Own the tasks you have to do. If you are the person with most information, you should have the power of decision about the time each task will take.

You have the activity and you have the deadline, so it is your responsibility to find a way to deliver results on time. You should not anticipate the tasks only because your manager says so.

Anyway, all this pressure makes me think that this project is not well planned and the time for tasks completion were not well dimensioned.

It came to my mind that your manager may be using Critical Chain Project Management concepts. Also see this question.

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Learn to release the pressure from manager, and try to learn from the work, even you work 100% load the whole day, there should be always some time you can learn from your manager/colleagues and process, try to think positive and fined ways to do you job more effectively and efficiency. that should do some help. And do remember, even you do not have time to systemic learning some thing you interest, you should convince yourself to learn off work!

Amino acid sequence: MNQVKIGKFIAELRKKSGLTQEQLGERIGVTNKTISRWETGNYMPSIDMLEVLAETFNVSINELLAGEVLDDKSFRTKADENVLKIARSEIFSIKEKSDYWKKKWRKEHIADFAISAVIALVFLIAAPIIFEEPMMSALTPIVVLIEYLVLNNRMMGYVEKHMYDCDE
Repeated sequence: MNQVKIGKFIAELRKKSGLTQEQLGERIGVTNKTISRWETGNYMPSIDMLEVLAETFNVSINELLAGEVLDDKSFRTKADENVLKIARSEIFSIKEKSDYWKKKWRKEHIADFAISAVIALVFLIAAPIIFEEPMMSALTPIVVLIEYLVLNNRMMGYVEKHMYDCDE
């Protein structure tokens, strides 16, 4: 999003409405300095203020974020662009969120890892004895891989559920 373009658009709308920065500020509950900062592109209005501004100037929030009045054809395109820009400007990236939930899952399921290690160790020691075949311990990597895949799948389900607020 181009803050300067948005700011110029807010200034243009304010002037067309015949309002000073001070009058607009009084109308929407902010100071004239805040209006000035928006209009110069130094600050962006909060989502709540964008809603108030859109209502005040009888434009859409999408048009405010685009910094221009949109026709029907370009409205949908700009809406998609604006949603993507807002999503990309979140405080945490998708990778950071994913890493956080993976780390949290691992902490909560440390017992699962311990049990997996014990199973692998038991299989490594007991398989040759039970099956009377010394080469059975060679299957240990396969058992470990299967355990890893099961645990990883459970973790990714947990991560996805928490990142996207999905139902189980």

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Put systems in place to automate as much as possible. SYSTEM stands for Saving You Stress Time Energy and Money... This answer is hard at the start (because you have no time to do it!), but its the only real long term solution I think. Without systems, everything relies you being a superstar which can be exhausting.

Keep analysing what is taking up most of your time and asking yourself "How can I systemise and/or automate this task and then delegate/outsource it out (to either another person or a machine)".

The simplest way to systemise is just document the ideal process/procedure for each task - a step by step document - thats the most basic type of system and in some ways the easiest. Then of course, there are also technology systems.

Constantly building out your own personal Systems & procedures is critical - this issue is part of why companies have procedures. It will address this problem, but hard at the start.

Look at books like "The Four Hour work week" by Timothy Ferriss and "Instant Systems" by Brad Sugars also deal with how to develop systems.